Above: Sasquatch Lake Provincial Park, British Columbia
TCM: That’s disturbing. So finding campsites has been difficult?
Kate: We have had challenges finding remote places to camp. We had envisioned camping in the provincial and national parks for a month to get our camping feet wet. But we found that the provincial parks are crowded most of the time. Finding a quiet area where we’re not surrounded by monster RVs and generators is hard. We want solitude.
Roland: People show up on the weekends with these massive apartment-sized RVs. When 150 campsites all start campfires, the air becomes grey with smoke. After a month or so of that, we decided to find more remote spaces.
Above: A remote campsite at Jewel Lake Provincial Park, British Columbia
Kate: We have learned to ask campgrounds for their most remote campsites. That’s been working. We get the far end of the campground, with very few other campers around us. We don’t mind walking to the lakes. Some campgrounds also have radio free zones, and no generator zones. We ask for those as well.
Roland: At Rushing River Provincial Park in Ontario we got a beautiful and remote spot that backed onto a forest of wild blueberries and a hidden trail leading down to a fantastic private swimming spot. That’s our ideal, and we’ve found a couple places like that.
In Manitoba we were in a data black out zone; no cell phone, no internet, no television. We were able to experience life directly instead of vicariously through screens and the virtual world, which was really nice.
In British Columbia there are forestry sites where the only amenities might be a pit toilet and maybe a table. We have stayed at three of them, but only for a few days at time. Off-grid, our solar panels give us ample power and we have figured out a way to make our water last as long as possible.
Above: Roland washing their Northern Lite
TCM: That’s a tease. So how do you make water last as long as possible?
Kate: We have a big four-gallon jug water container that we fill and keep in our bathroom while traveling. When we arrive at a campsite, we put the water jug on the rear patio bumper. That’s our drinking and cooking water. We then use the fresh tank for dishes.
Roland: Kate does the cooking and I do the dishes. To make the fresh tank last as long as possible, I soap up everything and then rinse everything off. For coffee, we use a French press which takes more water to rinse out, so we have to be conservative.
We have been horrified by the quality of the water in some areas. British Columbia’s water is good. Water in the prairies is heavily chlorinated. That’s why we have a separate container for drinking water. Whenever we find good water, we dump our tanks and fill them with drinking water.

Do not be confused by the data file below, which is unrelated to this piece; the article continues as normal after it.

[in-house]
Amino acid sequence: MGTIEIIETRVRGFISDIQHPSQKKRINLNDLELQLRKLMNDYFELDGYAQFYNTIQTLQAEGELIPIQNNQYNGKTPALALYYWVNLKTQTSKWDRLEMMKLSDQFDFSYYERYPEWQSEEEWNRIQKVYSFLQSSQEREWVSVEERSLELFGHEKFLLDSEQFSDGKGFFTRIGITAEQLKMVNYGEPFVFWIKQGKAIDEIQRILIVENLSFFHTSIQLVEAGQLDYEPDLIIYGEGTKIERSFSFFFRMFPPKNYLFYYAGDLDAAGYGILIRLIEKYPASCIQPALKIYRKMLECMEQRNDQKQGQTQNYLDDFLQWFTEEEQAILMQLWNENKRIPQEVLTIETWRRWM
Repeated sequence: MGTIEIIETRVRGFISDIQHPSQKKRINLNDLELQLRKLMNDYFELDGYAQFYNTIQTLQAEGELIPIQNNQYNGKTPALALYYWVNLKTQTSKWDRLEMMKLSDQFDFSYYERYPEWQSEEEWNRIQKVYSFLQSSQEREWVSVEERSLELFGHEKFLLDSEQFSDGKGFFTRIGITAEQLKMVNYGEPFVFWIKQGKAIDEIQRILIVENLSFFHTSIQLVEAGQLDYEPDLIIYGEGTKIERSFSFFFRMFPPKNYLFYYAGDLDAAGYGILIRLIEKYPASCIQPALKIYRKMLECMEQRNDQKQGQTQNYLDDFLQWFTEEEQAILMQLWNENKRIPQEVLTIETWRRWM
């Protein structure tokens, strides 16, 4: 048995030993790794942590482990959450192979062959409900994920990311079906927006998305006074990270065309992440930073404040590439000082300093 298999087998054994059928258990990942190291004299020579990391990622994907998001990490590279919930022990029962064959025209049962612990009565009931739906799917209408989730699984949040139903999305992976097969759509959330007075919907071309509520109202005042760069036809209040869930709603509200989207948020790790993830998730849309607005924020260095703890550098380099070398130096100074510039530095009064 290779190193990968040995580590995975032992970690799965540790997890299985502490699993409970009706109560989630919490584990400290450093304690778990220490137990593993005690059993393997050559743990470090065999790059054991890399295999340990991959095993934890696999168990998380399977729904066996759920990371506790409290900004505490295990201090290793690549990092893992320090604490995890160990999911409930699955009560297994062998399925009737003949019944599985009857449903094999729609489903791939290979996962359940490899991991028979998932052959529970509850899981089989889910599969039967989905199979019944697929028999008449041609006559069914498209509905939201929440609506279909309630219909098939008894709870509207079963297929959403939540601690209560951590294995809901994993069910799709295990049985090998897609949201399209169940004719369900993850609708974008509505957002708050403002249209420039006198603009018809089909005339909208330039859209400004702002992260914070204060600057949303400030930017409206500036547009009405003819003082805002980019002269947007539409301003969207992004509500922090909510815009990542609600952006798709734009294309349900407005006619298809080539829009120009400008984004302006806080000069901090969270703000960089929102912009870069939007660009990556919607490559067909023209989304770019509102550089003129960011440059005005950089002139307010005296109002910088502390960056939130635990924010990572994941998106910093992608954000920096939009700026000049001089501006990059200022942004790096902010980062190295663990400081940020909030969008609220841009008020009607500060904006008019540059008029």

Above: Snowflake, on the road from Minnedosa, Manitoba
TCM: I saw on one of your picture labels that you call your camper Snowflake. Where did that name come from?
Kate: It started off as a joke because Roland and I aren’t truck people. We had a small Mazda. When we first bought the truck and it was in the driveway I said it was a tank. He said, “No, it’s not a tank. It’s a snowflake”. I said, “We aren’t calling it snowflake”. And he said, “Yes, we are”. Everyone has said that it’s a great name.
TCM: What modifications or changes have you made with your truck and camper to make it fit your needs?
Kate: We installed 12-volt and USB sockets and a 150-watt pure sine wave inverter for charging camera batteries, etc. We had Northern Lite add an additional solar panel because we dislike the noise of generators. We also changed out the cold white LED light bulbs to warm white LED bulbs for better ambience.
Above: They added false bottoms to several of their drawers for extra space
Above: A silverware drawer was made into the false bottom cabinet
We added false bottoms to several of our drawers for extra space. As to mini-mods, we added a wall-mounted magnetic spice rack.
We’re vegetarians and cooking with spices is big. We added several other space saving bits here and there. I also use the oven for storage. I have a wok, frying pan, and baking sheet inside the oven.
Above: IKEA suction cup storage containers in the wet bath
When we were packing up the house, I had all the bathroom stuff laid out on my desk at home. I thought, “How am I going to fit all this in the camper?” Well, I have these amazing IKEA suction cup storage containers, and buckets. It all fits in.
Above: Magma stainless pots and pans that can be stored inside each other
We stop and get groceries every three days or so to replenish what we run out of. That way space is not an issue. I have good quality Magma stainless pots and pans stored inside each other. They’re made for galley kitchens on boats.